Planning for the year to come involves understanding the decisions we might have to make and relying on our knowledge and experience to guide us toward our goals.
The expertise that we develop about our finances and our health, for example, is earned through reflecting on the decisions we have made both good and bad throughout our lives. We can then set intelligent goals and, hopefully, avoid big mistakes.
Fortunately, when it comes to investing, most of us start small with not much to lose as we save and build our personal wealth. We get smarter over time as our assets grow and then we reach the threshold of retirement. With all of this experience, shouldn’t investors find themselves confident in planning for retirement?
The truth is that even smart investors often arrive at the time to start retirement planning, pause, and wonder: “Does my knowledge and experience about investing still apply in retirement?” Since it is their life savings in the balance the stakes feel high. Some decisions, like timing Social Security, have permanent implications and they do not want to make an irrevocable mistake.
It is understandable that a smart investor can still struggle with retirement planning because the decisions about investing for income, spending and legacy are so different from those of the accumulation years. Here are three things that we have seen smart investors get wrong about retirement:
Turning Savings into a Paycheck
Some smart investors will try to reach for yield and earn the 4% that their plan says that they need. Others will get too conservative and move heavily into cash, losing the potential for growth. With interest rates this low, both of these strategies have risks that might not be readily apparent.
The method for you to turn your savings into a paycheck is as unique as your fingerprint. Smart investors should follow a “total return” income approach that relies on preservation, dividends and interest as well as growth. You want your retirement paycheck strategy to be flexible because market performance, interest rates and inflation are not in your control.
Because they are tuned in to the markets, smart investors are susceptible to recency bias. Recency bias is the tendency to assign more value to recent events than to history. Smart investors are aware of what caused the last crisis and what is fueling the current bull market. Often, that means they are preparing for the wrong risks.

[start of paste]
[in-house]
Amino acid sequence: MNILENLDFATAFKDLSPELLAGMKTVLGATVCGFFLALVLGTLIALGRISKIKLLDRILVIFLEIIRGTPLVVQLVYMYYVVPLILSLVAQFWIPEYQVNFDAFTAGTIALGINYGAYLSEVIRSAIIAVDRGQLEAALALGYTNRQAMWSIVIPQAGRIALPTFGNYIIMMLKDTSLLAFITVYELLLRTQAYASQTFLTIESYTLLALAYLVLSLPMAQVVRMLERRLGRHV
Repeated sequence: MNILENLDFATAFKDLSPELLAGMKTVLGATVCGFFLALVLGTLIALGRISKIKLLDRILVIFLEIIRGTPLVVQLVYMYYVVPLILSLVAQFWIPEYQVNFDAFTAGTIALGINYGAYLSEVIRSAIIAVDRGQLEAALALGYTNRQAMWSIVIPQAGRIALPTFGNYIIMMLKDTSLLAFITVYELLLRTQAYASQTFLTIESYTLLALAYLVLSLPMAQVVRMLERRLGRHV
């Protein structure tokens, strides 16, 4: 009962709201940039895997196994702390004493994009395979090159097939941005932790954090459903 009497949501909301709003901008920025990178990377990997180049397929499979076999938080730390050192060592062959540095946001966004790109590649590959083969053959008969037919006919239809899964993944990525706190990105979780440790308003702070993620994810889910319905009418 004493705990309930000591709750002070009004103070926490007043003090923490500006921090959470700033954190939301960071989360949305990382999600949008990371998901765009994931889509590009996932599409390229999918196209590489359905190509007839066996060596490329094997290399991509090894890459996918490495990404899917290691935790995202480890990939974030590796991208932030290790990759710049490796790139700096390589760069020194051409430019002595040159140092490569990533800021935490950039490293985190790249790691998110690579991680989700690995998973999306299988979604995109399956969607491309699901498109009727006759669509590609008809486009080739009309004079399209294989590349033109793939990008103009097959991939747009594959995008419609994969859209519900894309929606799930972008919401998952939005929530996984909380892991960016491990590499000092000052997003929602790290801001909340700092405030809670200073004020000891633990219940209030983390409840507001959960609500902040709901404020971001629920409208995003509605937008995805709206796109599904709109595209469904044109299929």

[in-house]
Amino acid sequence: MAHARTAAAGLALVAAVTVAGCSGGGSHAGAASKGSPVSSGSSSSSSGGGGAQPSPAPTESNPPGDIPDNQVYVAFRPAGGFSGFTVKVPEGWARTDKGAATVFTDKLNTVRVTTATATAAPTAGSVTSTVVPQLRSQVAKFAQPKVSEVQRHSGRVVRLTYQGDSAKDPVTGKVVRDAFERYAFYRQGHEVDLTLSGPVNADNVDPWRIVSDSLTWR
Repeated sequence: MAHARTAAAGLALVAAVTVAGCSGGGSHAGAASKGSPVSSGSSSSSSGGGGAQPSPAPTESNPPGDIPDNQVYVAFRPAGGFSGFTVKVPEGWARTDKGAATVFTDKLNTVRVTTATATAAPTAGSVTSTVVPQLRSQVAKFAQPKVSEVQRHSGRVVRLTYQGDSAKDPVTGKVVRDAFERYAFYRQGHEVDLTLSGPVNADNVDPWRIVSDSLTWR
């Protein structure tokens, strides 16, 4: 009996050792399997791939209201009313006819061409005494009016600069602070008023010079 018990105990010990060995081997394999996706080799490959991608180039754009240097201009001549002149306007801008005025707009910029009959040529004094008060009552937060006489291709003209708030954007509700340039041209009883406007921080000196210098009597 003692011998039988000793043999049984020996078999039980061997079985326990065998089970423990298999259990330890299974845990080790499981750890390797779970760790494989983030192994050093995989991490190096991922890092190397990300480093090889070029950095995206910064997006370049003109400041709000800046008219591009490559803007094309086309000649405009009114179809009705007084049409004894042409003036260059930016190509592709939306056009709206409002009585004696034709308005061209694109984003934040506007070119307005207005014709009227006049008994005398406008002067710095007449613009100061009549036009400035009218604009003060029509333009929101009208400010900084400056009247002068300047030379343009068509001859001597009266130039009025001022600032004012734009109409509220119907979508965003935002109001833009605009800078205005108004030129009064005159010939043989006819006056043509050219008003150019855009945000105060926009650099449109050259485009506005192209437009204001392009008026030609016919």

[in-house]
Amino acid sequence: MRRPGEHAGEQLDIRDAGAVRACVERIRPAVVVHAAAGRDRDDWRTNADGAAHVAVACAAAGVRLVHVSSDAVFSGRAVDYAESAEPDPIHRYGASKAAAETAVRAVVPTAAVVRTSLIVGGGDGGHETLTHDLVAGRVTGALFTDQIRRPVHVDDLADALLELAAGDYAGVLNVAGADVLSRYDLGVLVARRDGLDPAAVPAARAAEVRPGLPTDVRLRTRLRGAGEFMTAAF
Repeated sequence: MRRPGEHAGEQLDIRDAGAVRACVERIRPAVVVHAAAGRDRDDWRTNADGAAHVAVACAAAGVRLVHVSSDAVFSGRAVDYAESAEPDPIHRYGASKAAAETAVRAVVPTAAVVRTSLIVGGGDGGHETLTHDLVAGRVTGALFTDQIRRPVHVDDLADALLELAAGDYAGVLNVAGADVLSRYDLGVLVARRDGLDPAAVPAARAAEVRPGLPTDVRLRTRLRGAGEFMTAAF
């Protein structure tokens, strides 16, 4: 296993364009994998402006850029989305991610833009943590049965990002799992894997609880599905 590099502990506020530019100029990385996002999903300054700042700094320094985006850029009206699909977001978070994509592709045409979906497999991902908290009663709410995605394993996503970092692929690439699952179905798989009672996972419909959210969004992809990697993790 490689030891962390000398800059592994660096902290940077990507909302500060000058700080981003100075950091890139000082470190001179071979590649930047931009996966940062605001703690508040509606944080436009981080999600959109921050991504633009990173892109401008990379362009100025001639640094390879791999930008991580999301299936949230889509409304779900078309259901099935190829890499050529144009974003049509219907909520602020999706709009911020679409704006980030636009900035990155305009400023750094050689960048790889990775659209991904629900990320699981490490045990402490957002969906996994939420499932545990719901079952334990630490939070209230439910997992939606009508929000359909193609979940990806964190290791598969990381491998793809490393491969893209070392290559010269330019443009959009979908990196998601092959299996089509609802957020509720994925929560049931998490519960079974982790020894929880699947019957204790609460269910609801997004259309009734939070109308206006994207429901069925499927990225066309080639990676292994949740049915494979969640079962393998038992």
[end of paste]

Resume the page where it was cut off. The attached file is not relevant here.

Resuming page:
If you are trying to make decisions about the risks of the next 20 years of retirement using your knowledge and experience of your last 20 years of investing, you may be swayed by recency bias. Your risks change when you stop being a saver and start your distribution strategy. Smart investors need to focus on the risks of the markets and their unique risks in this new season of life.
Knowing the Blind Spots
The measure of success for smart investors in the accumulation years is performance. How did I do compared to an index? How did I do in comparison to my golfing buddy? Performance is easy to track and for the last 30 years, the trend has been a good one for many. Smart investors should be cautious about focusing on performance as an exclusive measure of success in retirement.
Tracking retirement success is more nuanced because retirees make trade-offs between the returns they want and the returns they need for their plan. Smart investors work with their advisers to go beyond pure performance tracking and make decisions that can improve tax efficiency, stabilize returns and position their estates to best support their legacy. Retirement is a planning challenge with an investing component. Smart investors realize they cannot invest their way out of a planning challenge.
Smart investors have accumulated a lifetime of knowledge based on experience. But at retirement age, they are faced with making new kinds of decisions where the consequences of mistakes could be high. Someone planning for retirement in the years to come should consider whether their expertise will support the decisions ahead. If there is uncertainty, a conversation with a Certified Financial Planner could be a good first step in building confidence to complement a smart investing strategy.
Dennis Morton, CFP, ChFC, is the co-founder and principal of Morton Brown Family Wealth headquartered in Allentown. He can be reached at firstname.lastname@example.org.